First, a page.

Meyer Umansky, Sp. Dep. Atty. Gen., Horace A. Segelbaum, Dep. Atty. Gen., for appellant.
Calvin E. Pollins, Pollins & Pollins, Latrobe, for appellees.
Before Rhodes, P. J., and Hirt, Reno, Ross, Gunther and Wright, JJ.
[ 174 Pa. Super. Page 99]
On January 24, 1952, Harold E. and Clair L. Zeltner filed their application with the Pennsylvania Liquor Control Board for a new restaurant liquor license on premises owned by them in Unity Township, Westmoreland County. Joseph M. Halula and wife, a few days later, made a similar application for a liquor license for the premises in the township which they owned. At that time the quota prescribed by the Act of June 24, 1939, 47 P.S. § 744-1002, of Unity Township for the retail sale of liquor and malt beverages was 13 and there then were 12 existing licenses chargeable against the quota, leaving only one vacancy under the law. Since there were two applicants for but one available license within the quota, the Board ordered hearings on each of the applications. After investigation of the applicants and of the premises owned by each of them and upon consideration of all of the evidence adduced at both of the hearings, the Board
[ 174 Pa. Super. Page 100]
granted a liquor license to the Halulas for their property known as Pleasant View Inn. Shortly thereafter the Board by order dated June 24, 1952, refused the grant of a restaurant liquor license to Harold E. and Clair L. Zeltner on the ground that the quota of licenses for Unity Township then was filled. From that order refusing their application for a license the Zeltners appealed to the lower court.
The hearing before the lower court was do novo, and from the testimony the court found on a comparison of the two properties that the premises owned by the Zeltners in its physical aspects and location was better adapted to the service of the public than that of the Halulas. And concluding, from this finding that the Board was chargeable with an abuse of discretion in refusing the Zeltners' application, directed that a license as prayed for be issued to them regardless of the license already issued to the Halulas by the Board. In so doing the lower court in effect assumed that the quota law though limiting the authority of the Board, was not binding on the court. The present appeal by the Liquor Control Board from that order operates as a supersedeas; the license has not issued.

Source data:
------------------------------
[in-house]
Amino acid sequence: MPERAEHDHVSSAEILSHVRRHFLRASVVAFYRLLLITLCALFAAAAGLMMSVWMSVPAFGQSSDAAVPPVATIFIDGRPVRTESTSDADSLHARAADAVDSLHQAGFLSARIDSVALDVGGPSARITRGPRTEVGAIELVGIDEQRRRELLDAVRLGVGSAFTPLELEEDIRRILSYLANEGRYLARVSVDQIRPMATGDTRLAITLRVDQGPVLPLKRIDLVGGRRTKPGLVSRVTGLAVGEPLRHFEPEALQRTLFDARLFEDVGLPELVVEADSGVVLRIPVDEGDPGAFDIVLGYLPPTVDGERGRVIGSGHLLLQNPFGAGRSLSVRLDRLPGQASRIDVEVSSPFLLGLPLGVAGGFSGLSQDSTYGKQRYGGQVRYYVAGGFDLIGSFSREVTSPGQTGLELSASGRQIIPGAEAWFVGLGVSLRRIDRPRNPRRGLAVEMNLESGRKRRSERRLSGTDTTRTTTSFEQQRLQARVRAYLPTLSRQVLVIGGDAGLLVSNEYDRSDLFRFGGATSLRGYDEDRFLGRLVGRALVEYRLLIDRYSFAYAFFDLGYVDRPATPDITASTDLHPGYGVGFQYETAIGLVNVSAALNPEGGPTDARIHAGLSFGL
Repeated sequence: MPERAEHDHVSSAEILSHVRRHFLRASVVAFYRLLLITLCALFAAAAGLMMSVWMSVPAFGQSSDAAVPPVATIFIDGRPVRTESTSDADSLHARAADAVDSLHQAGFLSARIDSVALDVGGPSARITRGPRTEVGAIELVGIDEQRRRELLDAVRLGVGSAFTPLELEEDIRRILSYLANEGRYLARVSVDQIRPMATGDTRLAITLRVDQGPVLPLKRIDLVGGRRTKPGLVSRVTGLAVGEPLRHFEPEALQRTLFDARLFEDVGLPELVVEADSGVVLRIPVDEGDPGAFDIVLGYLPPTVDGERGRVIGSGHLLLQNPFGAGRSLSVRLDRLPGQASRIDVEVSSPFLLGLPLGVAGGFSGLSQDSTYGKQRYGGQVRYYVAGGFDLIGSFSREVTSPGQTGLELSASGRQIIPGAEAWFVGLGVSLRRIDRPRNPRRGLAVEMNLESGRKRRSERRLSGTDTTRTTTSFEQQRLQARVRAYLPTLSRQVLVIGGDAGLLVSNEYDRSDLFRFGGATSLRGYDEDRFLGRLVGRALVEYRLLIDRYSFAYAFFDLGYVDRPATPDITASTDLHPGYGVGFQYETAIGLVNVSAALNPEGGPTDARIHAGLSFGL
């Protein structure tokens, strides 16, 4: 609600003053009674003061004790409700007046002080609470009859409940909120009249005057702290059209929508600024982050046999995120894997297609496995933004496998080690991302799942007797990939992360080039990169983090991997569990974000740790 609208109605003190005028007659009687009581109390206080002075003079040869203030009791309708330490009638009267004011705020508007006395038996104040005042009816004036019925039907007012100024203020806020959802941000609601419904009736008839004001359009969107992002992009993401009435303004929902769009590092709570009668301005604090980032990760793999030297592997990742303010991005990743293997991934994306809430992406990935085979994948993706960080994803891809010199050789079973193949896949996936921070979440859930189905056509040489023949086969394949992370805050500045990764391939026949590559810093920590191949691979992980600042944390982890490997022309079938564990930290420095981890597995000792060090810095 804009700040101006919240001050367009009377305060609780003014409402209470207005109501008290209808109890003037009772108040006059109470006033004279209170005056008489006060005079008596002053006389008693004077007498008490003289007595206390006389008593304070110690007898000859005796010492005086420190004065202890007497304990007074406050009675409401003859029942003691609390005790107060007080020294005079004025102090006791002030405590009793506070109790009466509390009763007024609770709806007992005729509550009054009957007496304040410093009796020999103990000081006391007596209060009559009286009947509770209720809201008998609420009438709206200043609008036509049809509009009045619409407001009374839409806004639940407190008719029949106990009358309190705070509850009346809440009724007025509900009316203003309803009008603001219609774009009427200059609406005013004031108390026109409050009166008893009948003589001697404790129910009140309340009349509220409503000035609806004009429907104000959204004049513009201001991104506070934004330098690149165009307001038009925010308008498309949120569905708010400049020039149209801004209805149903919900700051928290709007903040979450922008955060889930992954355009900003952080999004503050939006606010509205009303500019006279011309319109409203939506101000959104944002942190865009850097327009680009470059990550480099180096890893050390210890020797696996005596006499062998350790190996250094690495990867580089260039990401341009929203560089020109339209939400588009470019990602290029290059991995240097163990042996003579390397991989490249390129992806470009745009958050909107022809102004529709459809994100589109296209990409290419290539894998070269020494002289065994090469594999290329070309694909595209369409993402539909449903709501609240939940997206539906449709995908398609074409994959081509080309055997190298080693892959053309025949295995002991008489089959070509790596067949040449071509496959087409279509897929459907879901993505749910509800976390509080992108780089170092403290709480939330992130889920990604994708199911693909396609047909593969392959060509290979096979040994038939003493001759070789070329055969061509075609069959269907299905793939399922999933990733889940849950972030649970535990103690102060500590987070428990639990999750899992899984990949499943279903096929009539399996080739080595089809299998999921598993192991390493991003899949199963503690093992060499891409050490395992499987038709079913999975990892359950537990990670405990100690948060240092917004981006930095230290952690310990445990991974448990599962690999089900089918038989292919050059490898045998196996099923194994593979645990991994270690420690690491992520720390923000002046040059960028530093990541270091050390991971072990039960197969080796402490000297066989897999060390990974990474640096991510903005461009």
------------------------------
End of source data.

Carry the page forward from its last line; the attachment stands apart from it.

One whose application for a retail liquor license has been refused has no standing to appeal from the grant of a license to another. The Zeltners' appeal to the lower court was a collateral attack on the action of the Board in the prior grant of a license (filling the quota) to the Halulas. Obviously they could not accomplish by indirection what they could not do directly. And we have held that the action of the Board in the grant of a license cannot be questioned collaterally in an appeal by one whose application for a similar license has been refused. Zermani Liquor License Case, 173 Pa. Super. 428, 98 A.2d 645.
[ 174 Pa. Super. Page 101]
This appeal well might be disposed of adversely to the Zeltners on that procedural ground.
But for reasons more fundamental, the Zeltners may not now question the refusal of the Board to grant a license to them. Both applicants before the Board concededly were proper persons and from investigations ordered by the Board and hearings in accordance with § 464 of the Liquor Code of April 12, 1951, P.L. 90, 47 P.S. § 4-464, it was found, and the appellees admit, that the premises of each of the applicants complied with the requirements of the law and the regulations of the Board in every respect. It thereupon became the duty of the Board to decide between them, and in granting the one application and refusing the other the Board exercised a discretion which under the circumstances was exclusively within the authority delegated to it by the Liquor Code. There was no administrative abuse of discretion in the grant of the license to the Halulas, rather than to the appellees, and the court was without authority to substitute its discretion for that of the Board. The court in ordering that a license issue to the Zeltners assumed authority which it did not have in another respect. The Board could not have granted both liquor licenses since there was but one vacancy in the existing quota ...